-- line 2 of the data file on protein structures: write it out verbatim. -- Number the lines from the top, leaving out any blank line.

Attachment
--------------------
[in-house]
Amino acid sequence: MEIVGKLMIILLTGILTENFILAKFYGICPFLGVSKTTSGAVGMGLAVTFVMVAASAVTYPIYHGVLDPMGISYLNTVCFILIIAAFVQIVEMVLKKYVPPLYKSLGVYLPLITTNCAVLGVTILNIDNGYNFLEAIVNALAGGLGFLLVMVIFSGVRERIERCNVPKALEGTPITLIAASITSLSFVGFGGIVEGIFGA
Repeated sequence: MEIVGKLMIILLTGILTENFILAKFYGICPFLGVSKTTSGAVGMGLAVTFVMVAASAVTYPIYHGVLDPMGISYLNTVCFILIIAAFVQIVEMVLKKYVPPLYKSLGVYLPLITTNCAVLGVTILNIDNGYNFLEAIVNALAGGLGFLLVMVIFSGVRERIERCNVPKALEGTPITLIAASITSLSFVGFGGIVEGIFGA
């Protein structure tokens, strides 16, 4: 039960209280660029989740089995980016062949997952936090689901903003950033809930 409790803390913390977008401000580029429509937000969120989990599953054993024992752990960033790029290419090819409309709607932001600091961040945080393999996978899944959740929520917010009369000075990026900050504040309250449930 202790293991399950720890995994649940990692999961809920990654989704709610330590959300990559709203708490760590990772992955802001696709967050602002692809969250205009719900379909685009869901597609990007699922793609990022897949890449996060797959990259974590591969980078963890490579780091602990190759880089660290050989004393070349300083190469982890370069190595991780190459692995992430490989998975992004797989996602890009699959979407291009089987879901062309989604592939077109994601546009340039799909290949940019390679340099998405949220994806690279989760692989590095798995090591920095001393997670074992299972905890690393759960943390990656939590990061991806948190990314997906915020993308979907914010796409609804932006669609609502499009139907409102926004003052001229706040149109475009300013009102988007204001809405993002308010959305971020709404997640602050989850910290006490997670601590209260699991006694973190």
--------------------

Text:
Amino acid sequence: MEIVGKLMIILLTGILTENFILAKFYGICPFLGVSKTTSGAVGMGLAVTFVMVAASAVTYPIYHGVLDPMGISYLNTVCFILIIAAFVQIVEMVLKKYVPPLYKSLGVYLPLITTNCAVLGVTILNIDNGYNFLEAIVNALAGGLGFLLVMVIFSGVRERIERCNVPKALEGTPITLIAASITSLSFVGFGGIVEGIFGA